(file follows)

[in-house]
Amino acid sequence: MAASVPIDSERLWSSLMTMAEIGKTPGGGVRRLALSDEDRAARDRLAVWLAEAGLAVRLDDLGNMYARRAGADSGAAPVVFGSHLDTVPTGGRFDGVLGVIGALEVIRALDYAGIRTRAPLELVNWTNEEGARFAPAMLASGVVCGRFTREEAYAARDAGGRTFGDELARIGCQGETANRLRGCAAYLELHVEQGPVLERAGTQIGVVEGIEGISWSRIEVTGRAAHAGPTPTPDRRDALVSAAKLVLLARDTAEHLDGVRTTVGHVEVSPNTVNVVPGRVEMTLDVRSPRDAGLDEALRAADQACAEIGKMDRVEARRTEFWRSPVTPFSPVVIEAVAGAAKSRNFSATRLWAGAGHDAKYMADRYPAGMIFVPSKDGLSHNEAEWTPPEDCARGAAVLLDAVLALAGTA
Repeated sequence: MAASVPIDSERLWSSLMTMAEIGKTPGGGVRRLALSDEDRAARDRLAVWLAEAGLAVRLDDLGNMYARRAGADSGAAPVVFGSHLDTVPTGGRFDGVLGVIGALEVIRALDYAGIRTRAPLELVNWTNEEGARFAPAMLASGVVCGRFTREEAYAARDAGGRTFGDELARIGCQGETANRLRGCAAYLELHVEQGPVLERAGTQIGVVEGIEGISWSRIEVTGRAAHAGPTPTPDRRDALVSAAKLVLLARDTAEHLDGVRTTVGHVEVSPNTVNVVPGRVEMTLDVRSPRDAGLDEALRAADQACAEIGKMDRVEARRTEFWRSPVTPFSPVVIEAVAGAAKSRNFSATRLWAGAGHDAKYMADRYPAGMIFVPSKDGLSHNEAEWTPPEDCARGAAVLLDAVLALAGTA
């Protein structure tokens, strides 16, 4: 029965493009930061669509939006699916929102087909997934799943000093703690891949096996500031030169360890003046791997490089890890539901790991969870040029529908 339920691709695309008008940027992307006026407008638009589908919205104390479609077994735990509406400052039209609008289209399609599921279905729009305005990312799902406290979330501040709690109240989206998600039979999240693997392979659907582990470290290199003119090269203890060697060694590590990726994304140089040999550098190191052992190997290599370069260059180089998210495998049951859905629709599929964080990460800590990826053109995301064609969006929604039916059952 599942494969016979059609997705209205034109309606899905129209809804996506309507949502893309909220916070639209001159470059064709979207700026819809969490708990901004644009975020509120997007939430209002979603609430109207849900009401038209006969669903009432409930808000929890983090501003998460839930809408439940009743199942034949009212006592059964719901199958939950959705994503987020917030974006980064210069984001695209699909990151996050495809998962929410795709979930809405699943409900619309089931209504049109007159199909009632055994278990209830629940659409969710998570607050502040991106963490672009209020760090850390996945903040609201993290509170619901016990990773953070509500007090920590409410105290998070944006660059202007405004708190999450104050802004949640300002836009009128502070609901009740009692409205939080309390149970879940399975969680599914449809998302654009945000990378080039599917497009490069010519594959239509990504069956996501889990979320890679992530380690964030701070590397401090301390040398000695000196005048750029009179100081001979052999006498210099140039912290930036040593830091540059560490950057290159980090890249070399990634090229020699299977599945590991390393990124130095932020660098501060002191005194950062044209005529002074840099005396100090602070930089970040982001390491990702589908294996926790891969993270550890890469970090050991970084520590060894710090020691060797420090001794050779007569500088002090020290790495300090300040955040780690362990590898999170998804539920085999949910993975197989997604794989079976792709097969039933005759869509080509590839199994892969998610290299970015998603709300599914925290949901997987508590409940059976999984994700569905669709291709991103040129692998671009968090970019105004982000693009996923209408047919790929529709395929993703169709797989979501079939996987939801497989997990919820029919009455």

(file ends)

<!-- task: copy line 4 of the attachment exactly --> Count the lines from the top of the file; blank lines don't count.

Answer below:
């Protein structure tokens, strides 16, 4: 029965493009930061669509939006699916929102087909997934799943000093703690891949096996500031030169360890003046791997490089890890539901790991969870040029529908 339920691709695309008008940027992307006026407008638009589908919205104390479609077994735990509406400052039209609008289209399609599921279905729009305005990312799902406290979330501040709690109240989206998600039979999240693997392979659907582990470290290199003119090269203890060697060694590590990726994304140089040999550098190191052992190997290599370069260059180089998210495998049951859905629709599929964080990460800590990826053109995301064609969006929604039916059952 599942494969016979059609997705209205034109309606899905129209809804996506309507949502893309909220916070639209001159470059064709979207700026819809969490708990901004644009975020509120997007939430209002979603609430109207849900009401038209006969669903009432409930808000929890983090501003998460839930809408439940009743199942034949009212006592059964719901199958939950959705994503987020917030974006980064210069984001695209699909990151996050495809998962929410795709979930809405699943409900619309089931209504049109007159199909009632055994278990209830629940659409969710998570607050502040991106963490672009209020760090850390996945903040609201993290509170619901016990990773953070509500007090920590409410105290998070944006660059202007405004708190999450104050802004949640300002836009009128502070609901009740009692409205939080309390149970879940399975969680599914449809998302654009945000990378080039599917497009490069010519594959239509990504069956996501889990979320890679992530380690964030701070590397401090301390040398000695000196005048750029009179100081001979052999006498210099140039912290930036040593830091540059560490950057290159980090890249070399990634090229020699299977599945590991390393990124130095932020660098501060002191005194950062044209005529002074840099005396100090602070930089970040982001390491990702589908294996926790891969993270550890890469970090050991970084520590060894710090020691060797420090001794050779007569500088002090020290790495300090300040955040780690362990590898999170998804539920085999949910993975197989997604794989079976792709097969039933005759869509080509590839199994892969998610290299970015998603709300599914925290949901997987508590409940059976999984994700569905669709291709991103040129692998671009968090970019105004982000693009996923209408047919790929529709395929993703169709797989979501079939996987939801497989997990919820029919009455």